Central softball will lean on fundamentals to stay competitive this season

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The Central softball team includes (front, left to right) Tessa Sylvester, manager Peyton Finley, Chelsia Larson, Erin Dittmer, Ashlyn Scherf; (second row) Katelyn Scherf, Reese Berns, Kaitlyn Wiley, Fern Diersen; (third row) Layla Embretson, Ayden Schutte, Tori Sylvester, Zoey Hyde, Mackayla Vlazny; (back) coach Mark Wiley, assistant coach Hannah Erickson, Gracie Cummer, Brandi Herman and Oakley Armstrong.

By Willis Patenaude, Times-Register


“As the season is getting started, our expectations are to be competitive in every game.”


That’s how Central softball coach Mark Wiley summed up the team’s goals for this season. 


According to Wiley, this competitiveness starts with being effective and consistent on the mound and playing good defense in support of the pitching staff. He deemed both as “essential” to the team’s success. 


When it comes to pitching, it’s easy to understand why such a heavy burden falls on that aspect of the game. The staff had an ERA over 7.00 last season, walked 67 batters, hit 28 more and gave up 142 earned runs. 


The pitching staff will continue to be led by senior Chelsia Larson, who started 16 games last season, as well as junior Katelyn Scherf, who started eight. Wiley asserted that both pitchers spent time in the offseason improving, working on getting ahead in counts and perfecting off-speed pitches. Getting ahead in counts, a struggle last season, should cut down on the ERA. Improved off-speed pitches should keep the opposition off-balance and guessing a little more at the plate, leading to fewer walks and more strikeouts.


The other issue that plagued the Warriors last season was errors. The team committed 55 of them, leading to opposing teams scoring 37 runs—equaling 1.4 runs per game allowed simply because of defensive errors. 


Defensive errors also led to higher pitch counts, more at bats for other teams, more base runners and increased scoring opportunities. This is notable because the Warrior offense had a batting average above .300, but was outscored by 36 runs, or basically the amount given up through errors. They also lost two games by one run and gave up five or more runs in a single inning 11 times.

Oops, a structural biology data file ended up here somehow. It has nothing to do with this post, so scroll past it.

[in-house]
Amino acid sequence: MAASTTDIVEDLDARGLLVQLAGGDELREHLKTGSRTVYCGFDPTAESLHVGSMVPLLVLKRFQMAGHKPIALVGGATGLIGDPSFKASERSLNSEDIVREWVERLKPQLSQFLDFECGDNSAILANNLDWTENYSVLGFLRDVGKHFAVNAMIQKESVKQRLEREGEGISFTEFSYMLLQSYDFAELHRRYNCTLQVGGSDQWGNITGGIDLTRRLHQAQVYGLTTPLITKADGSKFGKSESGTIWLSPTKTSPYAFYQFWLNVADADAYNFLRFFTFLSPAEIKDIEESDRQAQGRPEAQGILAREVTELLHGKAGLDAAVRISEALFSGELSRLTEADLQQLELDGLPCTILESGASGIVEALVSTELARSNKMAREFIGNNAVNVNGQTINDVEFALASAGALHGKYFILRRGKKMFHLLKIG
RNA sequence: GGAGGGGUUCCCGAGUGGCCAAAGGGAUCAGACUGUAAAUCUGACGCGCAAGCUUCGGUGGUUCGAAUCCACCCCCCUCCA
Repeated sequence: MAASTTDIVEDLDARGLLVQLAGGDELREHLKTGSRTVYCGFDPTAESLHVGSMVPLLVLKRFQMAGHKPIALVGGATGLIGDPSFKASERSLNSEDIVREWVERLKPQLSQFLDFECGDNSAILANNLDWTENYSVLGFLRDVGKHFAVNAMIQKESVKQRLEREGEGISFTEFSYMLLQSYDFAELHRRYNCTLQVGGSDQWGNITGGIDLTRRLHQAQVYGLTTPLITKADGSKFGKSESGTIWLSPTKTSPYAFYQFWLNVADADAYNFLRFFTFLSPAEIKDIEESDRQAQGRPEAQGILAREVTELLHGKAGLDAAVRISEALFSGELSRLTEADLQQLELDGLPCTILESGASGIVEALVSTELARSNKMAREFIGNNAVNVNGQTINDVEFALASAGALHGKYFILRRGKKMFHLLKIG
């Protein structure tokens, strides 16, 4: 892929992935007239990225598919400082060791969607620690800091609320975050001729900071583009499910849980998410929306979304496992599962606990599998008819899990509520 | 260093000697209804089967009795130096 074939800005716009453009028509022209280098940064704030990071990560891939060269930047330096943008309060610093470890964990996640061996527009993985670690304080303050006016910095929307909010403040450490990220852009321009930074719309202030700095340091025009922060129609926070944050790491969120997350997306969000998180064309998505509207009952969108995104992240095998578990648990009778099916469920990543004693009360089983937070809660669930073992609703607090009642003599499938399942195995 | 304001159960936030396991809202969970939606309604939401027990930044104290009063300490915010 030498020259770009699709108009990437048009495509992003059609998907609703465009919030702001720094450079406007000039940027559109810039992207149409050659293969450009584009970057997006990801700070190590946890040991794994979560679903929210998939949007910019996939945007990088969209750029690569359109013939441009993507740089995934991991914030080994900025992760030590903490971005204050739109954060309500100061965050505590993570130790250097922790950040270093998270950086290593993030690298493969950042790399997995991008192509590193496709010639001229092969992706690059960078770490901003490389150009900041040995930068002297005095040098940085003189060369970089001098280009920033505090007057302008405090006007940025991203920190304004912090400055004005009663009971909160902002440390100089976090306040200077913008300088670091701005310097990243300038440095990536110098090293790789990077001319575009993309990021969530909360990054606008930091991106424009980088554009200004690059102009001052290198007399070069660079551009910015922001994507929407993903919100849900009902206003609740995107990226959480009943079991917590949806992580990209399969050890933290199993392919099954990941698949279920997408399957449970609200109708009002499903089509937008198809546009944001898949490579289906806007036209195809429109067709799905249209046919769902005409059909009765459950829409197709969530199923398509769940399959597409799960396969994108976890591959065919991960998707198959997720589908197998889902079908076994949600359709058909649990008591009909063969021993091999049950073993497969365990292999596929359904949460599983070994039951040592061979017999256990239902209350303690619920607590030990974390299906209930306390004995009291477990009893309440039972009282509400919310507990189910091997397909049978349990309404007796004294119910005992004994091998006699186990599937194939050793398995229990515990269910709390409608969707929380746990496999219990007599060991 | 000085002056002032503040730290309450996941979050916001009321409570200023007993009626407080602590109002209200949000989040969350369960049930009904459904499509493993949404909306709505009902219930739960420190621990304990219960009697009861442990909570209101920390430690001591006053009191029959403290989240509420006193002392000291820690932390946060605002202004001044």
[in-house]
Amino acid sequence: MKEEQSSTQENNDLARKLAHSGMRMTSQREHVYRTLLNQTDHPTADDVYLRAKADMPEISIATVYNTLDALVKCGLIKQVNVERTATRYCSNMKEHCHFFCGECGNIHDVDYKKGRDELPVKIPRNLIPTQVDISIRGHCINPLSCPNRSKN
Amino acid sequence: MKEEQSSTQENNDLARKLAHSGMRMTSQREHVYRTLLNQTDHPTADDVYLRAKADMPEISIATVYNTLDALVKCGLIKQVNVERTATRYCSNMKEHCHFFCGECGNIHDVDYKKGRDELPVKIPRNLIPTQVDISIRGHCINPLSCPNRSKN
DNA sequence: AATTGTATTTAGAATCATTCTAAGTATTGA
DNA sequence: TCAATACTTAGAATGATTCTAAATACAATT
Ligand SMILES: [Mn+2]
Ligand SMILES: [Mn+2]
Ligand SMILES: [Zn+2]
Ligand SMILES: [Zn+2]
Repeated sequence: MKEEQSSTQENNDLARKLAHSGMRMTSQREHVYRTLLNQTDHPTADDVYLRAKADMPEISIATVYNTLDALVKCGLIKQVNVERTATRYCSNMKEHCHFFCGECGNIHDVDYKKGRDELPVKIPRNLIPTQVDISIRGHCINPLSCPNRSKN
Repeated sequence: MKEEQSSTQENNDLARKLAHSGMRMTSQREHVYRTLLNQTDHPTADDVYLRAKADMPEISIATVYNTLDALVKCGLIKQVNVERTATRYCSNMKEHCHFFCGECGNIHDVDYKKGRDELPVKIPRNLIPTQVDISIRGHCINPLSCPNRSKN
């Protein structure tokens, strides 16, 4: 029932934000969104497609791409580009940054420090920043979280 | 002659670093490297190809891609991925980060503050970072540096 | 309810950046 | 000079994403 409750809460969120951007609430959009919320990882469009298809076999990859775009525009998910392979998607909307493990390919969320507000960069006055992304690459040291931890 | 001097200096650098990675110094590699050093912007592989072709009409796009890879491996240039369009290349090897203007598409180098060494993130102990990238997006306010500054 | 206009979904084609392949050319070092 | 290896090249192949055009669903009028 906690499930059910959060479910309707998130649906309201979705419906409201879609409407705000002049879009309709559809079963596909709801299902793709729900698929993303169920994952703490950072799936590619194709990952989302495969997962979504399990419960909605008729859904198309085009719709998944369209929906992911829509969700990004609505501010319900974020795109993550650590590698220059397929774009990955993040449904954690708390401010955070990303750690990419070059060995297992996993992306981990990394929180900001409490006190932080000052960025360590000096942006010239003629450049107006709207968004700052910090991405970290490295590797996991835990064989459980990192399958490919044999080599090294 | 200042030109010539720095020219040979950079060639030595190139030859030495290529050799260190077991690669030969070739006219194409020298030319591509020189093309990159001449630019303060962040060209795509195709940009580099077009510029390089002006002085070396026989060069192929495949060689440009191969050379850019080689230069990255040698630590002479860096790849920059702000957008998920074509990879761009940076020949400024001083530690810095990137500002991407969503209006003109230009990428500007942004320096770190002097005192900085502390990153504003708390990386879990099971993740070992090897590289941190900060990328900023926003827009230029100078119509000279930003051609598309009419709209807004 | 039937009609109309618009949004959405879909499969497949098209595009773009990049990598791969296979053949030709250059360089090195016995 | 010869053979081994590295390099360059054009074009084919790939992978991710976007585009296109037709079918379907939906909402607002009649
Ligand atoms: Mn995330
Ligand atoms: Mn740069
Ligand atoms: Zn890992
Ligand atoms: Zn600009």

In an effort to minimize these struggles, Wiley mentioned a return to the fundamentals, which he believes are the “key to limiting errors.” 


“Every single day we have practice, we are working on footwork in the infield and outfield as well as throwing mechanics to hit cuts from the outfield and throwing across the diamond to first base,” Wiley added.


Addressing the other concern associated with the errors: being outscored despite the quality numbers on offense, Wiley chalked some of that up to early season jitters, the implementation of a new system and a team still trying to find it’s identity. 


“I feel the kids picked up the defensive system we were using about mid-June, and we became more efficient in the field as a result. We look to continue this trend as we start the 2022 season,” Wiley said. 


This trend will need to be continued without Maddy Wille, Madison Sylvester and offensive leader Abby Cummer, but Wiley believes this year’s seniors, a group that includes Larson, Kaitlyn Wiley and Fern Diersen, have the leadership, experience and skill to overcome those losses and keep the momentum moving forward. 


All three players have been on a mission to improve their batting averages over last season, and early season practices have focused on hitting exclusively for all players. 


The hole will also be filled by other players being asked to do more, like Ashlyn Scherf and Mackayla Vlazny, who have “really stepped it up” in practice, showing “great growth from a season ago,” Wiley said.


“We lost three very good seniors. We also have had some turnover with other leaders not returning to play softball this season. Our top four hitters from a season ago will not be stepping in the box. This being said, we do have six players that return with varsity experience and look to build on our improvements from a season ago,” Wiley said. 


The loss of players is also assuaged by the presence of Diersen and Gracie Cummer, the “two generals behind the plate,” and vocal leaders who will be “relied on to help everyone be more comfortable in their defensive positions,” noted Wiley.


Then there is the slew of freshman who joined the team that will be expected to “help fill the void.” That list includes Tori and Tessa Sylvester, Reese Berns and Brandi Herman. Of that group, Tori Sylvester saw time running the bases last season. 


Central also has four eighth graders who Wiley expects to see time running the bases, pinch hitting or playing the field at some point. 


While the lost players have been replaced, a concern still exists as to whether or not the Warriors can produce on par with those who exited or did not return. Wiley believes the pieces are in place to be successful, though.


“We are capable of doing things very well in softball if we pay attention to the fine details,” he said.

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